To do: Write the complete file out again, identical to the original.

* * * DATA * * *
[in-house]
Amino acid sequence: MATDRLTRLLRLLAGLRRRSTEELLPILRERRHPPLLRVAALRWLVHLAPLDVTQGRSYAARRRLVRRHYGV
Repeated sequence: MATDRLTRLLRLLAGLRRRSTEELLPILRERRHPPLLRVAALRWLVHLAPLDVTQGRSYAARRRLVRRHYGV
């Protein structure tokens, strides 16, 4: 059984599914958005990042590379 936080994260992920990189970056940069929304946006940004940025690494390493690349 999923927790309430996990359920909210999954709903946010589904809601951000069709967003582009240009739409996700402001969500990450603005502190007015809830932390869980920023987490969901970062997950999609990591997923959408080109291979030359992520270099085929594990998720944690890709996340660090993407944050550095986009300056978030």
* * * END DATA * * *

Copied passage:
[in-house]
Amino acid sequence: MATDRLTRLLRLLAGLRRRSTEELLPILRERRHPPLLRVAALRWLVHLAPLDVTQGRSYAARRRLVRRHYGV
Repeated sequence: MATDRLTRLLRLLAGLRRRSTEELLPILRERRHPPLLRVAALRWLVHLAPLDVTQGRSYAARRRLVRRHYGV
């Protein structure tokens, strides 16, 4: 059984599914958005990042590379 936080994260992920990189970056940069929304946006940004940025690494390493690349 999923927790309430996990359920909210999954709903946010589904809601951000069709967003582009240009739409996700402001969500990450603005502190007015809830932390869980920023987490969901970062997950999609990591997923959408080109291979030359992520270099085929594990998720944690890709996340660090993407944050550095986009300056978030």